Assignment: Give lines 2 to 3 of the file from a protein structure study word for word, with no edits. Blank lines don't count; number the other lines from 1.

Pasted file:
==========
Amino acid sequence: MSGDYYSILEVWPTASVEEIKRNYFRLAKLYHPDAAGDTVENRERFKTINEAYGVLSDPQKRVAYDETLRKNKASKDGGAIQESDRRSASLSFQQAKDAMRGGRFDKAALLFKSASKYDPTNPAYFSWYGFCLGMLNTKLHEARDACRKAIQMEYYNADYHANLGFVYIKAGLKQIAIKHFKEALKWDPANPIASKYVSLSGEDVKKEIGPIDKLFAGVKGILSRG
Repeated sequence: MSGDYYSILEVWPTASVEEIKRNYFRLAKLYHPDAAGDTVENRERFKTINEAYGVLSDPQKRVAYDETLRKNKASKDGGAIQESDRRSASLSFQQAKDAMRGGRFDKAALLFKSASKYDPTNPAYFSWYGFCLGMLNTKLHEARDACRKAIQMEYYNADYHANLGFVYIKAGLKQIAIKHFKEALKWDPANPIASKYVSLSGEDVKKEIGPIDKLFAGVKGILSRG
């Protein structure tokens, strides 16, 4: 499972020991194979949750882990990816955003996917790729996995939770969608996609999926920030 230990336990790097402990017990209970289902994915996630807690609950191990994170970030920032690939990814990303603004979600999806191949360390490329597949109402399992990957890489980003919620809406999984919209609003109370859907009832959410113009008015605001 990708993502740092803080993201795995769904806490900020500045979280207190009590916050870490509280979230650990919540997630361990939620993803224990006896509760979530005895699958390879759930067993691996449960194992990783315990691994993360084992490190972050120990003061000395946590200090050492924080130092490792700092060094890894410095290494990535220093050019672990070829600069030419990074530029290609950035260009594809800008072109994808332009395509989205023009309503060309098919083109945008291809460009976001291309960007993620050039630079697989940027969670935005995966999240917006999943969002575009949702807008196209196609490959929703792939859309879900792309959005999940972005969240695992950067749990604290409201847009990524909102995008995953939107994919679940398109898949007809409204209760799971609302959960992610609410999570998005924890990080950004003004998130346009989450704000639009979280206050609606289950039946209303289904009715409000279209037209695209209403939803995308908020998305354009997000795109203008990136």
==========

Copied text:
Repeated sequence: MSGDYYSILEVWPTASVEEIKRNYFRLAKLYHPDAAGDTVENRERFKTINEAYGVLSDPQKRVAYDETLRKNKASKDGGAIQESDRRSASLSFQQAKDAMRGGRFDKAALLFKSASKYDPTNPAYFSWYGFCLGMLNTKLHEARDACRKAIQMEYYNADYHANLGFVYIKAGLKQIAIKHFKEALKWDPANPIASKYVSLSGEDVKKEIGPIDKLFAGVKGILSRG
């Protein structure tokens, strides 16, 4: 499972020991194979949750882990990816955003996917790729996995939770969608996609999926920030 230990336990790097402990017990209970289902994915996630807690609950191990994170970030920032690939990814990303603004979600999806191949360390490329597949109402399992990957890489980003919620809406999984919209609003109370859907009832959410113009008015605001 990708993502740092803080993201795995769904806490900020500045979280207190009590916050870490509280979230650990919540997630361990939620993803224990006896509760979530005895699958390879759930067993691996449960194992990783315990691994993360084992490190972050120990003061000395946590200090050492924080130092490792700092060094890894410095290494990535220093050019672990070829600069030419990074530029290609950035260009594809800008072109994808332009395509989205023009309503060309098919083109945008291809460009976001291309960007993620050039630079697989940027969670935005995966999240917006999943969002575009949702807008196209196609490959929703792939859309879900792309959005999940972005969240695992950067749990604290409201847009990524909102995008995953939107994919679940398109898949007809409204209760799971609302959960992610609410999570998005924890990080950004003004998130346009989450704000639009979280206050609606289950039946209303289904009715409000279209037209695209209403939803995308908020998305354009997000795109203008990136």